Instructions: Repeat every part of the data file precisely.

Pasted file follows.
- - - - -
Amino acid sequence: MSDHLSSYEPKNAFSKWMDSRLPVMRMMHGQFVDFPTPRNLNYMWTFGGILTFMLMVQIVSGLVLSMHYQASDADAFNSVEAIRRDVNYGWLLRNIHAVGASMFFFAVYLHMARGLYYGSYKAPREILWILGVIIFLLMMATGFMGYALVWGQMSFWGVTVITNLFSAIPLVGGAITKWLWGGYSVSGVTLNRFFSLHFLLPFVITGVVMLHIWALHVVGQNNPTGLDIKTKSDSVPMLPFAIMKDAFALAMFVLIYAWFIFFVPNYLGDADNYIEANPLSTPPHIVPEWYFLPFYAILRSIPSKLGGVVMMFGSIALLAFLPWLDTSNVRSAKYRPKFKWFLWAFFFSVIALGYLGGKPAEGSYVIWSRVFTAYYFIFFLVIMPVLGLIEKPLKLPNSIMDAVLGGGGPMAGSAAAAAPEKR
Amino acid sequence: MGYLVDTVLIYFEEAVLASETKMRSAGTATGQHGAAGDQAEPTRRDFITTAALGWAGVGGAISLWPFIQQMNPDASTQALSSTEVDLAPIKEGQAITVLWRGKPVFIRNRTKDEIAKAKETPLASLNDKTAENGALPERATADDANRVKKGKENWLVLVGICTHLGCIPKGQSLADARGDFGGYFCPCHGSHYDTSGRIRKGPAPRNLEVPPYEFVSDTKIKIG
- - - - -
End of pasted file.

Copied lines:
Amino acid sequence: MSDHLSSYEPKNAFSKWMDSRLPVMRMMHGQFVDFPTPRNLNYMWTFGGILTFMLMVQIVSGLVLSMHYQASDADAFNSVEAIRRDVNYGWLLRNIHAVGASMFFFAVYLHMARGLYYGSYKAPREILWILGVIIFLLMMATGFMGYALVWGQMSFWGVTVITNLFSAIPLVGGAITKWLWGGYSVSGVTLNRFFSLHFLLPFVITGVVMLHIWALHVVGQNNPTGLDIKTKSDSVPMLPFAIMKDAFALAMFVLIYAWFIFFVPNYLGDADNYIEANPLSTPPHIVPEWYFLPFYAILRSIPSKLGGVVMMFGSIALLAFLPWLDTSNVRSAKYRPKFKWFLWAFFFSVIALGYLGGKPAEGSYVIWSRVFTAYYFIFFLVIMPVLGLIEKPLKLPNSIMDAVLGGGGPMAGSAAAAAPEKR
Amino acid sequence: MGYLVDTVLIYFEEAVLASETKMRSAGTATGQHGAAGDQAEPTRRDFITTAALGWAGVGGAISLWPFIQQMNPDASTQALSSTEVDLAPIKEGQAITVLWRGKPVFIRNRTKDEIAKAKETPLASLNDKTAENGALPERATADDANRVKKGKENWLVLVGICTHLGCIPKGQSLADARGDFGGYFCPCHGSHYDTSGRIRKGPAPRNLEVPPYEFVSDTKIKIG